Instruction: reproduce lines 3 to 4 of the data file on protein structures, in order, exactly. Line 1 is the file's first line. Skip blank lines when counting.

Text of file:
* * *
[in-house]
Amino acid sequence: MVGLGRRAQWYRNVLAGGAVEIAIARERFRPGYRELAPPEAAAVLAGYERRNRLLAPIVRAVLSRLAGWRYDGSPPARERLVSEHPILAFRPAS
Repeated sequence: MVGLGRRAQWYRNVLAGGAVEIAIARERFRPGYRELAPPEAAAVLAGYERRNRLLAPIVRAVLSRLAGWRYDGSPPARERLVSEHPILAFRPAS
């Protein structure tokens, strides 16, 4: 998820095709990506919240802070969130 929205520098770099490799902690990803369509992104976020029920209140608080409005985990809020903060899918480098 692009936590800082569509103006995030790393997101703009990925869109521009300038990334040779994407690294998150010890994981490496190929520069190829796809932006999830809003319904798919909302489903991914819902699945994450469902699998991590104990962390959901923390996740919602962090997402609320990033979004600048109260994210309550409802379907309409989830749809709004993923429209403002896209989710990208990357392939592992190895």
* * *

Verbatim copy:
Repeated sequence: MVGLGRRAQWYRNVLAGGAVEIAIARERFRPGYRELAPPEAAAVLAGYERRNRLLAPIVRAVLSRLAGWRYDGSPPARERLVSEHPILAFRPAS
């Protein structure tokens, strides 16, 4: 998820095709990506919240802070969130 929205520098770099490799902690990803369509992104976020029920209140608080409005985990809020903060899918480098 692009936590800082569509103006995030790393997101703009990925869109521009300038990334040779994407690294998150010890994981490496190929520069190829796809932006999830809003319904798919909302489903991914819902699945994450469902699998991590104990962390959901923390996740919602962090997402609320990033979004600048109260994210309550409802379907309409989830749809709004993923429209403002896209989710990208990357392939592992190895």